“I can’t go to bed now. I have too much to do.” may be a familiar phrase to teenage parents. The language is somewhat true. From the moment teens willingly crawl out of bed, their days are jam-packed with socializing and processing detailed information, remembering facts and listening, and, then, engaging in organizations, clubs, the creative arts, or athletics, until evening homework begins. Yes, it’s quite the day, without factoring in the variety of emotions and feelings experienced. By the time the late hour tolls, teens need time to wind down from their mental processes and ongoing schedule. It is easy to understand why research concludes teens do not get the sleep they need on a daily basis. Also, it’s not easy to surrender to the needs of the body, especially going to bed.
Factors Preventing Sleep
Since teens are at a vital stage of growth and development, they require exactly nine-and-a-quarter hours to feel energized and alert. Many barriers prevent teens from getting the sleep their bodies demand.
- Growth and Hormonal Changes: Puberty changes an adolescent’s internal clock, called circadian rhythms, by two hours. This biological shift causes the teen, who once fell asleep at 9:00 pm, now not to be able to sleep until 11:00 pm. This shift in time is the reason why teens have difficulty rising in the morning, and feel especially tired in the middle of the afternoon. (Consider the implications, if your teen is driving between 3:00 and 5:00 pm.)
- Competing for Time: School and extracurricular activities, family and friends, and time for self are constantly at a tug-of-war. Decisions need to be made and responsibilities fulfilled. It takes time to reflect, for teens to willingly make changes to their schedule, and find a system that works. Not all teens are successful at maintaining a balanced schedule. Feeling exhausted can affect a teen’s view of themselves and the demands of life. As a result, stress and anxiety may take over and result in sickness or develop into a condition.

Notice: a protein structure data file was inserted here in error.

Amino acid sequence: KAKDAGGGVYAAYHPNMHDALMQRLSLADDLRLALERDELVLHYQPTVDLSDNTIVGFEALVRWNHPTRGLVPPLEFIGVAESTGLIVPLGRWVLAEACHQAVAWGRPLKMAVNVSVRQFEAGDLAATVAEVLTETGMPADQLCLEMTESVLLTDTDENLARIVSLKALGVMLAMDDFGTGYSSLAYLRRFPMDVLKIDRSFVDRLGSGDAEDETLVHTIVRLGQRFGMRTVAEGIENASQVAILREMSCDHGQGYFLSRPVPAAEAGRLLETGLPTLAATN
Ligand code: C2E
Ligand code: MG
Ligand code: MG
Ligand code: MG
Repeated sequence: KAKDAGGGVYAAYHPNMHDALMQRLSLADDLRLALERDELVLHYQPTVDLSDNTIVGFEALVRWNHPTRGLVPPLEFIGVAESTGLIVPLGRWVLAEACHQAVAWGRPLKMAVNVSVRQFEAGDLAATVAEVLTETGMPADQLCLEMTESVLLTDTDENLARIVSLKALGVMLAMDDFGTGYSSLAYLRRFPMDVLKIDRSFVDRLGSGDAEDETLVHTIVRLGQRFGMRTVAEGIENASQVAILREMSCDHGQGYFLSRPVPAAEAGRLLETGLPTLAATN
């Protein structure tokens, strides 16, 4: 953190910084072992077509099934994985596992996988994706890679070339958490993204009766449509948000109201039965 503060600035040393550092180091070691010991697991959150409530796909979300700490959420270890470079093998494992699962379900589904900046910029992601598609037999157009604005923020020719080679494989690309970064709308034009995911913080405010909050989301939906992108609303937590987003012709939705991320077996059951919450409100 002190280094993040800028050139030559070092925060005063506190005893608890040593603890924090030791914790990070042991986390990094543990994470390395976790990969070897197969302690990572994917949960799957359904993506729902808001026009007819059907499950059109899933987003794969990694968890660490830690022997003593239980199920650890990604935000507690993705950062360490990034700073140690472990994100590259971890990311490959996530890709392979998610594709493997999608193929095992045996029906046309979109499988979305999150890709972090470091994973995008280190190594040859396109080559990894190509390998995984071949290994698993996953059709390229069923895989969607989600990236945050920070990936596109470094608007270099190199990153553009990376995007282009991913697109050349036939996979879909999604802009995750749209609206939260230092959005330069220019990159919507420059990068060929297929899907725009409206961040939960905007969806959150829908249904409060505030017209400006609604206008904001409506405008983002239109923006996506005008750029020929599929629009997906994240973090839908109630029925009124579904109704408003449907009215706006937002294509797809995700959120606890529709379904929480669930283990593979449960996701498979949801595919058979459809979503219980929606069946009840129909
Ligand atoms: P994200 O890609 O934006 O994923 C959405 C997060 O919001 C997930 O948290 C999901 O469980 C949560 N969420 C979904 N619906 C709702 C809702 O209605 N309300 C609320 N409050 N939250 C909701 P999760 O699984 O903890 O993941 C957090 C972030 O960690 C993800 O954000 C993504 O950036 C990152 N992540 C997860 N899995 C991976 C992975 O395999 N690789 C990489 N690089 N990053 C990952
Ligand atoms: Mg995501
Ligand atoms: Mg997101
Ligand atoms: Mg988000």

A study proved there is a correlation between a pre-teen’s sleep habits and his or her pattern of sleep as an adult. As we help our teens understand the value of a good night’s sleep, they will start feeling their best as a student, friend, daughter or son, athlete, musician, or artist.
Changing Sleep Habits:
Teens quickly become labeled as moody and easily frustrated. Helping a teen understand why he or she needs to find a balance between the day’s activities and sleep is vital. Here are six ways to help your teen get a good night’s rest.
- Create a Sleep Schedule: A schedule is essential for a teen to feel balanced. It begins with a promise to go to bed and wake up at the same time each day. This also includes the weekend. Sleeping in till noon on Saturday morning will make it more difficult for your teen to return to a school schedule.
- Naps: One of the best ways for your teen to feel revitalized is to encourage him or her to take an afternoon nap, 20 minutes maximum. Perhaps the best time for napping is soon after your teen arrives home from school.
- Avoid Caffeine: Drinking caffeine in the afternoon can alter the ability to fall asleep. Rather than artificial boosts of energy, teens should be engaged in some form of exercise.
- Choose a Winding-down Routine: Stimulating activities such as watching television, playing video games, or interacting on social media sites will not encourage sleep. Teens should think about what can help them wind down. Perhaps the answer is reading or a warm shower.
- Rise and Shine: A natural means of waking is witnessing the sunlight. Teens should not have thick curtains in their bedrooms, especially in the winter months.
Sleeping pills or other medications are not the answer. By creating a schedule to balance the demands of school with the need for social interaction, teens can remain in control. A good night’s sleep can help teens achieve their greatest ambition and goals. “Turning in” on time could be the one factor which will help to make every day great!